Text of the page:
Free trade could help lift us out of current economic mire
As lawmakers continue to debate solutions to revive our ailing economy, a pillar of recovery that must not be forgotten is the vital role free trade plays in growing our economy and creating jobs.
With unemployment numbers continuing to rise, there is no better time than now to affirm our nation’s commitment to stimulating our economy by opening and engaging new markets.
American businesses large and small produce the very best goods and services in the world; but their customers are increasingly located not in corner stores on Main Street but in ports, cities, and rural communities across the globe. We can best stimulate American jobs by connecting American products and services with new global markets that demand them.
Trade can have this job-creating effect whether these markets are opened for Microsoft software, Boeing airplanes or Caterpillar construction equipment as much as it can for a small manufacturer in Kent or the apple and potato farms across Eastern Washington.
While the ongoing recovery debate centers on tax cuts and public spending, investments and new lending, and price tags that grow by the day, Congress cannot overlook trade, which can stimulate jobs without costing taxpayers a penny.
I’ve spoken with President Barack Obama’s new U.S. trade representative, Ron Kirk, about the role trade can play as an economic stimulus, and I’m encouraged by his public commitment “to revive global trade.” Unfortunately, meaningful debate over trade often falls victim to partisan politics that distort the issues at hand, and it will require the leadership of Obama’s administration and members of Congress on both sides of the aisle to advance a robust trade agenda that stimulates our economy.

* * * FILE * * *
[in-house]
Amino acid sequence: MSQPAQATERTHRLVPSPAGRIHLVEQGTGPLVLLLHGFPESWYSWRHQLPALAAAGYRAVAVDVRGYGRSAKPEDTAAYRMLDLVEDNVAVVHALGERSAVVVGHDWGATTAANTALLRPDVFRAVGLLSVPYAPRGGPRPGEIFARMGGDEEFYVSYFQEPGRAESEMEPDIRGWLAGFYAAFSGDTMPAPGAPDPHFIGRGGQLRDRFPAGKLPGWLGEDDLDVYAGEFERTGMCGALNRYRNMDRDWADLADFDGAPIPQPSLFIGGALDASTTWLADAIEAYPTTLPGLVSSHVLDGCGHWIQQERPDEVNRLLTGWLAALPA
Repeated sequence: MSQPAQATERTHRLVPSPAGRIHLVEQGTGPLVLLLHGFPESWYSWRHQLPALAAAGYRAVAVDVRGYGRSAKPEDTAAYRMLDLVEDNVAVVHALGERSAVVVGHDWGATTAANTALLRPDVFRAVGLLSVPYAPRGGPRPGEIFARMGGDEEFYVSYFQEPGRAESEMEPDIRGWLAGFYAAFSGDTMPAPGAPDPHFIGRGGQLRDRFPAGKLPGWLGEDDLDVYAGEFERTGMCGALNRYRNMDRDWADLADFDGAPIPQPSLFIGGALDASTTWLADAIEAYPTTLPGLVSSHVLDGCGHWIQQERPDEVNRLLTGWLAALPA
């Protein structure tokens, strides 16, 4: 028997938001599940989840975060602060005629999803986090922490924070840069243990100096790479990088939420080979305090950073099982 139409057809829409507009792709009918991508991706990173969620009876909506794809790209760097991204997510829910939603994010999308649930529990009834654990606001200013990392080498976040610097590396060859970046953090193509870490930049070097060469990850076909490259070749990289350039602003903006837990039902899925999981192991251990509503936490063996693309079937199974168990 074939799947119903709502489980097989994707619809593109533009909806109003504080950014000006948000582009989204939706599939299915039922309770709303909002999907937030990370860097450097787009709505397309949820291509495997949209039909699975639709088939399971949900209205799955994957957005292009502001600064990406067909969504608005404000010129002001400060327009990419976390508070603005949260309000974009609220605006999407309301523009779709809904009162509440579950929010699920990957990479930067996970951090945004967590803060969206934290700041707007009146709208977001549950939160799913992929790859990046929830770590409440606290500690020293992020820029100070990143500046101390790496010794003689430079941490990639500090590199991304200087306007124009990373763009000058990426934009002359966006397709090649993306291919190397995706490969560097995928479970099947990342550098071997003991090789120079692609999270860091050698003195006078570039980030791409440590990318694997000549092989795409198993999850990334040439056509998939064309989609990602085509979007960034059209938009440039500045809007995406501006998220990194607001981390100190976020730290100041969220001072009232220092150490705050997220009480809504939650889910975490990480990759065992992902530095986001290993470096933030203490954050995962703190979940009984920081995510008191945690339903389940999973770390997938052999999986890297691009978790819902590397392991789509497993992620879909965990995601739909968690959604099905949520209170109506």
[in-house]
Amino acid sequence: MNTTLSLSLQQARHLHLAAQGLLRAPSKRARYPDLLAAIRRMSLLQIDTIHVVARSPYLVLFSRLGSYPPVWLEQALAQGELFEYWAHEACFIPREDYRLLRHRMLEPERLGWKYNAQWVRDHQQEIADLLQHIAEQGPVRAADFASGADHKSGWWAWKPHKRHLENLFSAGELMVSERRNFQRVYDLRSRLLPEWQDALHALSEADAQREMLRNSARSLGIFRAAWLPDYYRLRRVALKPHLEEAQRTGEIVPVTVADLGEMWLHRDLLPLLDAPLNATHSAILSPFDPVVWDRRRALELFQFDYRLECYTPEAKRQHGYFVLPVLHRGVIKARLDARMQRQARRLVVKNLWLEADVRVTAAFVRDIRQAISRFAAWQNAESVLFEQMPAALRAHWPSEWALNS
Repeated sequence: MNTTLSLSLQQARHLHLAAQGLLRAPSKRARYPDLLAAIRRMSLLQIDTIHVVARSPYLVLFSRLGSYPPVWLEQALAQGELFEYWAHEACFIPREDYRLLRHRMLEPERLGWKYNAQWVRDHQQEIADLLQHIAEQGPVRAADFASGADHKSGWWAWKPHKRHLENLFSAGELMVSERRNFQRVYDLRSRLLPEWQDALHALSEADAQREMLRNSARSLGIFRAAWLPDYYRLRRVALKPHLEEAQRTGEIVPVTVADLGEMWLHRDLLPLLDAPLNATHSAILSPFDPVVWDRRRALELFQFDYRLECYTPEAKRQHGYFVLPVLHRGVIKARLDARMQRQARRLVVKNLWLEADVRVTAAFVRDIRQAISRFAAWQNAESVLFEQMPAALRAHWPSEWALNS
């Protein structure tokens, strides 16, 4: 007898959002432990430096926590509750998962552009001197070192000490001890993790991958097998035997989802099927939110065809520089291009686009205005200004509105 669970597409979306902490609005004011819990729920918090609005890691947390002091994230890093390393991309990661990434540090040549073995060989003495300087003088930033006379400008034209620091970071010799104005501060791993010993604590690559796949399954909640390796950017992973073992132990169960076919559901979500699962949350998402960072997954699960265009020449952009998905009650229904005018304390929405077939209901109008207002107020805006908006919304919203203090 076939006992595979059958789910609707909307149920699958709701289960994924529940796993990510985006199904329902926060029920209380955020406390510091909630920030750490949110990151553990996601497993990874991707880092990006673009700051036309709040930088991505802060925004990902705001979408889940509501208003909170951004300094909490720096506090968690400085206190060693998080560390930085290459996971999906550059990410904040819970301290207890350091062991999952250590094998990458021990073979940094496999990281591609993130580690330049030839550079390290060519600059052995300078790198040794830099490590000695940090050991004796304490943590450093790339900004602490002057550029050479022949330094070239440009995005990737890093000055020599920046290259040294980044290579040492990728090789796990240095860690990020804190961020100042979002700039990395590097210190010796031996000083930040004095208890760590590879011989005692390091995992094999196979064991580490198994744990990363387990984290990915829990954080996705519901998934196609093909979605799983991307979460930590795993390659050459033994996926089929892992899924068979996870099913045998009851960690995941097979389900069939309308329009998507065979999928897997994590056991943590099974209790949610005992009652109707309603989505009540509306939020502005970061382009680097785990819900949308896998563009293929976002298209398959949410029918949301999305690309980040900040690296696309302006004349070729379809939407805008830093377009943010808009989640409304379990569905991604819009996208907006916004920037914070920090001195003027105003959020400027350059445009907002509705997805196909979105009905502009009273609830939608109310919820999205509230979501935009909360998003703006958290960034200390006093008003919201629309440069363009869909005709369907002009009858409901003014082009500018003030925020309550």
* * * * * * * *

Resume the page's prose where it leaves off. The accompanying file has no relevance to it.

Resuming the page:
That agenda should begin by enacting pending agreements with Panama, Colombia and South Korea that have languished far too long. Opening these new markets gives employers incentives to improve their products, produce more goods and employ more U.S. workers.
In the cases of Panama and Colombia, these agreements simply make trade with our allies fair – where American goods and services are treated the same as Panamanian and Colombian products. In the case of South Korea, we have an opportunity to open a huge market and gain a competitive edge over the European Union, which is about to conclude an agreement of its own.
We must not forget that we are engaged in a global economy, and commerce does not stop at our nation’s borders. Europe, China, and others continue to knock down trade barriers and are becoming increasingly competitive. America cannot be just a fellow participant in the global economy – we must lead it.
Now is the time for America to open doors to new markets. If we fail to act, America will be left behind in the global marketplace and our workers, economy, and leadership in the international community will suffer as a result.
As Americans confront economic uncertainty, they are looking for common-sense solutions for economic recovery. Families are looking for stability and security in their jobs and for their children. We have foreign markets demanding U.S. goods and services and capable workers ready to produce them.
Trade can put us on the path to recovery by removing barriers that prevent American employers from engaging new customers around the world. If we are to create new jobs and turn our economy around, free trade is a crucial pillar of recovery that must not crumble.